Venus flytraps are a fun plant to introduce to children, as they are one of the few meat eating plants and quite an exotic variety! Even though Venus flytraps are meat eaters, you shouldn’t be scared of them as they are quite gentle plants and even easy to care for. If you want a Venus flytrap of your own but aren’t sure how to care for one, no worries! Take a look below at 7 Tips for Growing Venus Flytraps. You will find that they can be a fun and easy plant to have around.
7 Tips for Growing Venus Flytraps
1. They love light, so give them lots. In this case, the more the better! Your Venus flytrap will appreciate a solid 6 hours of sunlight per day. Be sure you set the plant in an area where it will get at minimum this amount of sunlight.
2. Use distilled water. Venus flytraps prefer clean, distilled water. Avoid using faucet water and instead keep distilled water on hand for feedings. Your Venus flytrap is sure to appreciate it when it is ready to drink.
3. Keep the soil wet. You never want the soil that your plant rests in to dry out. In fact, you want it damp and slightly muddy. Your Venus flytrap will appreciate wet soil as it is accustomed to a tropical environment where the soil is as such.
4. Provide some humidity. You may need to put a cover over your Venus flytrap in order to provide some humidity. This can be a plant cloche or even the bottom half of a plastic bottle. This will help keep heat and moisture in and provide some humidity for the plant.
5. Remove small traps. As the plant blooms and grows, it is ok to snip off any tint traps as they will hinder the growth of the plant. As soon as you see any small, weak traps, go ahead and snip them right under the head.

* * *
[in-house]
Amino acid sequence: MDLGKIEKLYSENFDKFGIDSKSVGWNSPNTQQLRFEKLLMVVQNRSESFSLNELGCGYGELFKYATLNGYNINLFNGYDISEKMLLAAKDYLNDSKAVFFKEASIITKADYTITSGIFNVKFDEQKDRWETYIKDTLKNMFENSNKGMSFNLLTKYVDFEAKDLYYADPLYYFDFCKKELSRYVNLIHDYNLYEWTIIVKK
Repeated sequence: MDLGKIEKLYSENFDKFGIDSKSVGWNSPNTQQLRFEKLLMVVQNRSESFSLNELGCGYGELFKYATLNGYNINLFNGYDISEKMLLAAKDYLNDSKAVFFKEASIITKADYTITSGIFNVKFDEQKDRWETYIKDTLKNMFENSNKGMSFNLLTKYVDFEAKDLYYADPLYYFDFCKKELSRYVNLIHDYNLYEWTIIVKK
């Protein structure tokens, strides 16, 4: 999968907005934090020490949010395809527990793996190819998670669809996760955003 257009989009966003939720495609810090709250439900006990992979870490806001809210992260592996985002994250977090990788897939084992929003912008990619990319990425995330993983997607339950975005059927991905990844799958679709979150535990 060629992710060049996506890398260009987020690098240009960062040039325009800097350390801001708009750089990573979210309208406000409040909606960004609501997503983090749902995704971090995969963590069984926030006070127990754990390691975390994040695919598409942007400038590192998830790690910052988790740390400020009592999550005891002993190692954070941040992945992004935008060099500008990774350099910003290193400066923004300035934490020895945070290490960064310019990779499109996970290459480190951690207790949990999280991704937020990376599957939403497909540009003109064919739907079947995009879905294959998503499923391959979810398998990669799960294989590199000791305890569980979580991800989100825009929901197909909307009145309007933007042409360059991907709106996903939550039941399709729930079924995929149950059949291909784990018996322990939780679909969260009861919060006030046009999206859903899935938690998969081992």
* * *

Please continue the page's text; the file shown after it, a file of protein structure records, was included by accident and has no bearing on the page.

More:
6. Feed your flytrap! Ideally a fly or two would land in the Venus flytrap, but that doesn’t always happen, especially if you are raising your plant indoors. Help out your Venus flytrap by giving it freeze dried blood worms, available at most pet stores. You can simply add water to them to hydrate them (the worms) and drop them into the mouth of the plants. The worms touching the plant should trigger the plant to close, but if it doesn’t just tap the inside with a toothpick and it will clasp.
7. Develop a feeding pattern. You don’t want to feed every trap every week. Instead, feed a quarter of the traps each week and alternate weekly. So if your plant has 4 traps on it, you will feed one of the traps per week, alternating between each. This helps you avoid overfeeding which can be an issue with Venus flytraps. Remember, just because the trap’s mouth is open, it doesn’t mean it needs to eat.
See how fun and easy it can be to grow a Venus flytrap of your own? Give these tips for caring for Venus flytraps a try and you are sure to have some success with these interesting and exotic plants.